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The Most Common Reason All Electronics Fail

By Ted Twietmeyer

How this happened to you? You go out to your vehicle, get in and turn the key and nothing happens, or you hear the starter rapidly clicking. You know you car battery is dead. No lights were left on and nothing you know could have caused it. Logically you think the problem is a dead battery and you are partially correct. But lead-acid car batteries almost never suddenly stop working. Most likely the problem is the alternator or in very rare cases, wiring between the alternator and battery. Alternator was unable to charge the battery the last time you drove it. Alternators are the power supplies for all vehicle. Believe it or not, alternators actually have two brushes inside - much like a vacuum cleaner motor has.

Perhaps you bought a new flat panel or computer monitor. Not long after the warranty runs out, one day suddenly it will not turn on. For no apparent reason it just quit working. You check the connectors, the wall outlet and even the plug strip if you use one. Everything works but the panel. That tiny little light on the panel does not light up. Why? Almost 100% of the time, the problem is the power supply inside the panel. Dead pilot is the big indicator. If the power supply has failed, you will not see that light even in standby.

In the case of a computer monitor, it might be the black plastic block which is part of the power cord. Consider yourself lucky if all it does is quit. There have been power supply blocks from Dell that catch fire for no apparent reason. At least one university banned Dell power supplies for that reason. Common reason this can happen is under-engineering the power supply. These units can run so hot when badly designed, they ignite the plastic. Consider plastic softens at about 400F. That gives you an idea how hot these flames are - more than enough to burn down your office or home. Remember that all plastics are derived from oil...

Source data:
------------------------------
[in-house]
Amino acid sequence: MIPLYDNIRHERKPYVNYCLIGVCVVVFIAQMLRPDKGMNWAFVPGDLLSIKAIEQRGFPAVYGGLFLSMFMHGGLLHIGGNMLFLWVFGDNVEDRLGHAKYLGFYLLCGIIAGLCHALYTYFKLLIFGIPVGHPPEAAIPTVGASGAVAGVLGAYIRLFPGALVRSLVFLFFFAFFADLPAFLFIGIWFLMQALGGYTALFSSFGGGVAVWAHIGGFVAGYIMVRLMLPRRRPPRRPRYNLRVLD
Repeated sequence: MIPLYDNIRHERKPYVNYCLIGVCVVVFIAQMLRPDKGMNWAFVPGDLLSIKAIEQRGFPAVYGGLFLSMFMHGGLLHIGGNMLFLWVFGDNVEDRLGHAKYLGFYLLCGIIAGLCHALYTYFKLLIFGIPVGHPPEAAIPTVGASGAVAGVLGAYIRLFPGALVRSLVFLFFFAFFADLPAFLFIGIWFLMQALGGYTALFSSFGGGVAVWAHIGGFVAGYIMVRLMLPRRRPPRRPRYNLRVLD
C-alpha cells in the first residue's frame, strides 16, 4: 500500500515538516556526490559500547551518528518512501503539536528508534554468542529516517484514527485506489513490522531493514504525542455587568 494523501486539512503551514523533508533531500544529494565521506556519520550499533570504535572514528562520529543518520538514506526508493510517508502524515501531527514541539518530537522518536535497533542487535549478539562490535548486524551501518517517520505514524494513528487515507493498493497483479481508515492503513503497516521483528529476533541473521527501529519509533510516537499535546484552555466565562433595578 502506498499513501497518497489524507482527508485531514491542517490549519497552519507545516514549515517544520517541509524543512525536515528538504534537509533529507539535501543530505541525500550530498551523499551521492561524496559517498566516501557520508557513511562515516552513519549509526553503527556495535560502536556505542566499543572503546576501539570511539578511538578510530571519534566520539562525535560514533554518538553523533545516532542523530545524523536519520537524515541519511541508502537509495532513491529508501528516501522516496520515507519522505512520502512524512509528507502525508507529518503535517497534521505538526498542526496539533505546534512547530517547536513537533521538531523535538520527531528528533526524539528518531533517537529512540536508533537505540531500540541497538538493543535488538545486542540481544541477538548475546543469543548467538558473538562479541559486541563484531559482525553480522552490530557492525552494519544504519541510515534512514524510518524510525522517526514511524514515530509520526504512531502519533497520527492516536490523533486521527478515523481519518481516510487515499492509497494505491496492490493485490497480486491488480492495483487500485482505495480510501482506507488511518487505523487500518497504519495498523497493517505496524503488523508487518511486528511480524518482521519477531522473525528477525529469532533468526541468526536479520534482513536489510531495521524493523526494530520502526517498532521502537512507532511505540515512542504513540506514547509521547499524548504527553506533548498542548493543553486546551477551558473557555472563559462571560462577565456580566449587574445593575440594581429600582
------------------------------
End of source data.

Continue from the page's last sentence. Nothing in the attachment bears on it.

Like your vehicle which uses an alternator for the power supply, the flat panel power supply is the most common part that fails. Inside a TV are literally thousands of connections between chips and the glass panel, and dozens "chips." But these rarely fail. Often the part that fails is part of the power supply board - usually an electronic component worth just a few dollars or even less.

Back in the analog television days, it was almost always the power supply circuits that would fail. Even in vacuum tube days. Solid-state Sony televisions back in the day frequently had a small $1.98 device that failed in the power supply, disabling the TV. One lightning strike also has fried these parts, when the surge came in through the antenna connector.

Both old analog televisions and flat panels are susceptible to lighting strikes and power surges. Now you know enough to guess what usually fails in a microwave oven. Yes, the power supply; a small high voltage diode for the magnetron that costs just $3.00.

By now you must be asking, "Why aren't products designed better so this won't happen?" It all comes down to cost of manufacturing. Often power supplies in products are under-designed, engineers use cheap components to meet cost objectives or are power supplies are inadequately ventilated to remove heat.

So now you know. If your flat panel is cracked or develops permanent stripes when operating, that's a bad problem with the screen itself or the dozens of chips that drive the screen. Truth is that is probably not worth the repair cost, and it must be sent back to the manufacturer. But if it suddenly stops working and a serviceman or shop tells you, "You need a new screen" or some other extremely expensive repair now you will know he's lying to you!

What does NASA and the military do for this problem? They use redundant power supplies in everything critical. There are two power supplies always operating, always powering the system. Either power supply can fail but that does not matter. Only one supply is required to keep the system operating. The failed supply is simply replaced without taking the system down.

Ted Twietmeyer